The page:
Pakistan needs to focus on developing seaports
Logistics and transportation infrastructure in a country not only supports local businesses but also helps in expediting national exports.
Especially, the role of seaports is vital in this regard. It is estimated that more than 90% of global trade is facilitated through seaborne shipments. Therefore, the global business success of many countries is directly tied to their investments and management of seaports.
According to a World Bank report of 2017, “Improving the competitiveness of South Asia’s container ports located in Bangladesh, India, Pakistan and Sri Lanka is critical to maintaining the trade growth in the region and fostering its fast economic growth.” With reference to neighbouring China, the economic growth of China has always been proportional and dependent on the cost-sensitive and agile functioning of its number of seaports.
This can be noted that major Chinese seaports located in Shanghai, Shenzhen, Ningbo-Zhoushan, Hong Kong, Guangzhou, and Qingdao have surpassed the trade transactions of other major ports of the world, including Singapore port, Busan port (South Korea), Jebel Ali (Dubai), Antwerp (Belgium) and Los Angeles Port (US).
For example, the Port of Shanghai with its 125 berths handles more than 2,000 container ships in a month whereas the Singapore port with its 200 cranes attracts a huge global logistics business for the country.
On the other hand, the most prominent, but the underutilised port in Pakistan, the Karachi Port handles only 1,600 ships during the whole year with 33 berths for dry and liquid cargo. A detailed analysis of Logistics Performance Indicators (LPI) reveals that in comparison to other nations, the performance of Pakistan is quite depressing, especially in the areas of customs clearance, tracking and tracing of shipments, timeliness, infrastructure, ease of getting efficient international shipments and logistics competence in terms of ease of getting third party logistics (3PLs) services.
Similarly, the overall LPI places the performance of Pakistan even lower than that of Bangladesh and Sri Lanka.
Pakistan’s major deep seaports such as Karachi Port, which accounts for around 60% of its marine shipments, Port Qasim 35% and Gwadar Port, which is currently being developed, can play an important role in reducing the country’s trade deficit if upgraded and secured.
Besides offering the shortest route to warm waters from Central Asia, the Gwadar Port, which is a gateway to the Persian Gulf at the Strait of Hormuz, has tremendous potential to become a major transit port to facilitate global shipments of dry goods and the movement of oil and gas among regional areas including the Middle East, South Asia and Central Asia.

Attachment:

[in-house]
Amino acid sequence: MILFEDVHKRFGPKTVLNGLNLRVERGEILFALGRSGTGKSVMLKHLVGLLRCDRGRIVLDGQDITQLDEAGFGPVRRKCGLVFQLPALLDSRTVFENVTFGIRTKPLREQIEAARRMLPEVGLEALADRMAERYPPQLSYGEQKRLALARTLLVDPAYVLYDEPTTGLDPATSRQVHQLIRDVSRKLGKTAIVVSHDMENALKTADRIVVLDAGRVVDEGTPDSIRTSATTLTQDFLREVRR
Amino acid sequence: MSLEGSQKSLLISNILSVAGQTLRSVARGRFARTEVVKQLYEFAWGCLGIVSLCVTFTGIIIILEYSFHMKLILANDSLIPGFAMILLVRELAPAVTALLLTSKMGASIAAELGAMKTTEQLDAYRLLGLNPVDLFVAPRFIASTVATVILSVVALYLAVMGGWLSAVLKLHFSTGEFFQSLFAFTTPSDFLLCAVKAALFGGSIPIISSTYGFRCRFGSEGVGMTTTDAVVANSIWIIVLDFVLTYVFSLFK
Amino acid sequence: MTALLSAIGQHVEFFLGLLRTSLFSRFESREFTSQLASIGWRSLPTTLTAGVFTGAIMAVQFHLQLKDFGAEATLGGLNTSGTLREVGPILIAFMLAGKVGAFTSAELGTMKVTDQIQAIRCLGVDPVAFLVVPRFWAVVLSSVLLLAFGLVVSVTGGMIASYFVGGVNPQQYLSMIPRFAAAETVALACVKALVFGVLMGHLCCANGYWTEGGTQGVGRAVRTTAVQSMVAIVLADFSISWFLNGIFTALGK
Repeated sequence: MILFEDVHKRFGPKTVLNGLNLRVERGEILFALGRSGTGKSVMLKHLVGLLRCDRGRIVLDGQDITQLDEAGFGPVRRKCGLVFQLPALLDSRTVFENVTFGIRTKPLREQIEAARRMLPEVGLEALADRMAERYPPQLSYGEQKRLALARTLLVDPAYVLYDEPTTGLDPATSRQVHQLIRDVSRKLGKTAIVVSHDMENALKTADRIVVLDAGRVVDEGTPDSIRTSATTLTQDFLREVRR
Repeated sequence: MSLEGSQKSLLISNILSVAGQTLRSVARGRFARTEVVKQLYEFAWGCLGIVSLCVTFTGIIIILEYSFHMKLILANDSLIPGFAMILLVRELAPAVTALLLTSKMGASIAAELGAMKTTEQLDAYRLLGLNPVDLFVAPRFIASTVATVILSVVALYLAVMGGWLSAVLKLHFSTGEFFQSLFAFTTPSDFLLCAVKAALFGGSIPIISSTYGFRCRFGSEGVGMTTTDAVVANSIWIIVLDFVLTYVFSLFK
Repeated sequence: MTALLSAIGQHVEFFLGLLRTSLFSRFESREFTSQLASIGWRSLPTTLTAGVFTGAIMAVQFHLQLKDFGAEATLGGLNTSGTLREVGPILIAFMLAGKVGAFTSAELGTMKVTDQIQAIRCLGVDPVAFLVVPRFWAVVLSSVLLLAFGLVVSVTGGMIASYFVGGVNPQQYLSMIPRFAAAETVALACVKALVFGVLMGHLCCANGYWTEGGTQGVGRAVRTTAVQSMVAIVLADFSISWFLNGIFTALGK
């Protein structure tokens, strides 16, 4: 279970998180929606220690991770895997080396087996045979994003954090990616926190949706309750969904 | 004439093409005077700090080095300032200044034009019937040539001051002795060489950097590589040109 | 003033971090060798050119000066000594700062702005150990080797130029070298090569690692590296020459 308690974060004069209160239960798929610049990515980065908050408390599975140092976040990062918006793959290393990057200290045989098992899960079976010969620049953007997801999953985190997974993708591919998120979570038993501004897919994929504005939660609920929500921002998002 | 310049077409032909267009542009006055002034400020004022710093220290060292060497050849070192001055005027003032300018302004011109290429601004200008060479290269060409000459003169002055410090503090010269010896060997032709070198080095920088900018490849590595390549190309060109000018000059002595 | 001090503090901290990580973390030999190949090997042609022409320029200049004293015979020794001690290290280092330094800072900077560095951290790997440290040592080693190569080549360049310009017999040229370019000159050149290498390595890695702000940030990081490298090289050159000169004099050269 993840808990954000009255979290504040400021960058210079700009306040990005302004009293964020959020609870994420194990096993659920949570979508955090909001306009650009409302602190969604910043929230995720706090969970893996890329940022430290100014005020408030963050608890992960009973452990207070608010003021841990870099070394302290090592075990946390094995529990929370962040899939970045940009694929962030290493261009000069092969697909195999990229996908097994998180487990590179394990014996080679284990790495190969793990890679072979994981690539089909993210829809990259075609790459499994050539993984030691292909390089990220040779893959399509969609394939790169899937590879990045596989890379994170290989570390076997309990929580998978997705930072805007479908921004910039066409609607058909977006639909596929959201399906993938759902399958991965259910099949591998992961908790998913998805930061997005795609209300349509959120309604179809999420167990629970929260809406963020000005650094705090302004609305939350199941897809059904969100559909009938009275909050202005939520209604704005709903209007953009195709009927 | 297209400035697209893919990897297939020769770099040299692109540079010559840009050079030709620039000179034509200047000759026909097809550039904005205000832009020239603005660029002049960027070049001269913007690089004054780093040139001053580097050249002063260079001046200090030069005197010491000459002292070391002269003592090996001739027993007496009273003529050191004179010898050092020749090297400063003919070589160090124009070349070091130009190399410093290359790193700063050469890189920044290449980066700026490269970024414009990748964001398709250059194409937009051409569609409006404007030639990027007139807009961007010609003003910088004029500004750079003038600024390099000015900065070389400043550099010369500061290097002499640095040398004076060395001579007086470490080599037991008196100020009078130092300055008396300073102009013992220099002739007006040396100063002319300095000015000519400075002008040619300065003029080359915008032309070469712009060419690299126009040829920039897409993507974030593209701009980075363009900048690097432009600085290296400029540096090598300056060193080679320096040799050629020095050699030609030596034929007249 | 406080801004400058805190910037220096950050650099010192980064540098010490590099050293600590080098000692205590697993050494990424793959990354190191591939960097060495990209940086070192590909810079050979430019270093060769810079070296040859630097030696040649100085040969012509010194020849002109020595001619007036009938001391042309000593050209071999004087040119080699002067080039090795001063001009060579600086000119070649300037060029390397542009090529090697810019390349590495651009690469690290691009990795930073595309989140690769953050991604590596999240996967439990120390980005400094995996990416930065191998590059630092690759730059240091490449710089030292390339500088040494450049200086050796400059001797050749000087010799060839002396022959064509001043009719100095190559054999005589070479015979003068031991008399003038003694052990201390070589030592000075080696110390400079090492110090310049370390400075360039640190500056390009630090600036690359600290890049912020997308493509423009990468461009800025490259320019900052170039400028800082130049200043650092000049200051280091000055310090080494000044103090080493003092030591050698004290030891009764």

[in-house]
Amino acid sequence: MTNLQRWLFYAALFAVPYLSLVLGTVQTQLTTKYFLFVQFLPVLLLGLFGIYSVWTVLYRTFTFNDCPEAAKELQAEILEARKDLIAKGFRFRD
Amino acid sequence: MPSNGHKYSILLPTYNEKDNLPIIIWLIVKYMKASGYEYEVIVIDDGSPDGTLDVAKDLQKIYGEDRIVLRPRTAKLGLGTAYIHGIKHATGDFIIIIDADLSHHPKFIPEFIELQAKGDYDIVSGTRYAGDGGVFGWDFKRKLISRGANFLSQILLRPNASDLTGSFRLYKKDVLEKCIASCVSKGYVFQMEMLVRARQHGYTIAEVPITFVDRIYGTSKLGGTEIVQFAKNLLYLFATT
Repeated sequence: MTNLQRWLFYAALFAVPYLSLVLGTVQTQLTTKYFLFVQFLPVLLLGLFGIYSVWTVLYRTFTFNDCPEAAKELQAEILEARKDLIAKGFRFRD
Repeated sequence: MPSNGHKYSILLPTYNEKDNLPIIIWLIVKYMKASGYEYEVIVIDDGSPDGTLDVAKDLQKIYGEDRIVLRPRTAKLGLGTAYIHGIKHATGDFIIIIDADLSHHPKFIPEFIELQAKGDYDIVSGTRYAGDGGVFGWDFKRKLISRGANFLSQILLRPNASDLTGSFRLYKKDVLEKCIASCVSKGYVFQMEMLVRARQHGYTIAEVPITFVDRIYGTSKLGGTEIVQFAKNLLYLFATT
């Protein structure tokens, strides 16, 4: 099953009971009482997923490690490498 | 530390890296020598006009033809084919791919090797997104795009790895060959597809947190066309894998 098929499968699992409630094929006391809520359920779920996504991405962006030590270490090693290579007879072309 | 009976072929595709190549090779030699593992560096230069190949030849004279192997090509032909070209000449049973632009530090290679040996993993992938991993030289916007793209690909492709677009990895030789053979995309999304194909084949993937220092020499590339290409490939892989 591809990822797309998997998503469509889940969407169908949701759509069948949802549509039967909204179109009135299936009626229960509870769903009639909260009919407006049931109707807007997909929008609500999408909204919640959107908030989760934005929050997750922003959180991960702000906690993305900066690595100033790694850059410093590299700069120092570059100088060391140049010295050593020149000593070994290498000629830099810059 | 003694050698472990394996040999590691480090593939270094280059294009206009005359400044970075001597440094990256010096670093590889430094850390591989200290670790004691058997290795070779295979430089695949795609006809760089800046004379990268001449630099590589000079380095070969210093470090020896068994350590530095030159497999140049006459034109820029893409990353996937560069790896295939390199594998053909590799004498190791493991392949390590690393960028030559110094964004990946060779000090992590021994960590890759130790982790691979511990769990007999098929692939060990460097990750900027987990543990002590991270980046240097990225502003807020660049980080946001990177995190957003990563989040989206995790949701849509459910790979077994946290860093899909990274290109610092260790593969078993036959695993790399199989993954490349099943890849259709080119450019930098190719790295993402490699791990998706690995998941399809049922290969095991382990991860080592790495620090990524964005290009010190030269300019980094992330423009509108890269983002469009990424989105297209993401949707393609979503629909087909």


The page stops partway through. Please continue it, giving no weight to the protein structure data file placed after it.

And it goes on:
The maritime silk route initiative and China-Pakistan Economic Corridor (CPEC) also offer prospective economic uplift for Pakistan if Gwadar Port is utilised with its full potential. Furthermore, in Gwadar, Pakistan with Chinese collaboration is developing a vocational centre, a 300-megawatt power plant, an international airport, and an expressway to link Gwadar Port with the rest of the country and its neighbours.
Recently, the Ministry of Maritime Affairs Pakistan announced that a German firm had expressed interest in investing $40 million in Bin Qasim’s upgrade and the Economic Coordination Committee permitted the construction of LNG terminals at Port Qasim.
However, by only developing the long-awaited fundamental infrastructure, stretching the port location, developing additional berths and terminals, dredging to facilitate larger ships and offering special economic and industrial zones is not simply enough to reach the status of a competitive international transit hub.
In comparison to Singapore Port, Jebel Ali Port in Dubai, Salalah Port in Oman, the World Bank report indicates, the operational costs including tariffs and terminal handling charges at most big South Asian container ports are lower, yet their indirect costs associated with delays and uncertainty had an immense effect on customer choices.
Therefore, the government of Pakistan needs to focus on providing smart solutions to all its seaports in terms of improving and monitoring port infrastructure, optimising cargo handling, automating customs clearance, encouraging intermodal transportation services, improving port and cargo safety and adopting eco-friendly initiatives to reduce the use of energy and avoid costly oil spills.
In light of observations made in the World Bank’s LPI scorecard, the most effective way to achieve improvements at ports is the adoption of the latest technology.
The use of marine drones to help inspect ships and port condition under water, 3D imaging technology to expedite a reliable container inspection process, automation ie automatic cranes to increase smooth handling of cargo, digital dashboards to reduce waiting times by improving communications among cargo ships, port operators and handlers can help improve performance.
Similarly, the use of blockchain technology will also aid in improving the security and transparency of transactions. As the world is witnessing a major shift of economic boom from the West to the East, the accompanying logistics gain is low-hanging fruit for Pakistan by developing and, more importantly, implementing and further developing the infrastructure-related goals, which will speed up economic recovery of the nation.
Finally, according to a World Bank report of 2017, if every South Asian container port performed as efficient as the regions best, the maritime transport costs for South Asian exports would decrease by up to 8.8% and exports would increase by up to 7%.
The writer is a faculty member at the King Fahd University of Petroleum and Minerals and specialises in supply chain management
Source: The Express Tribune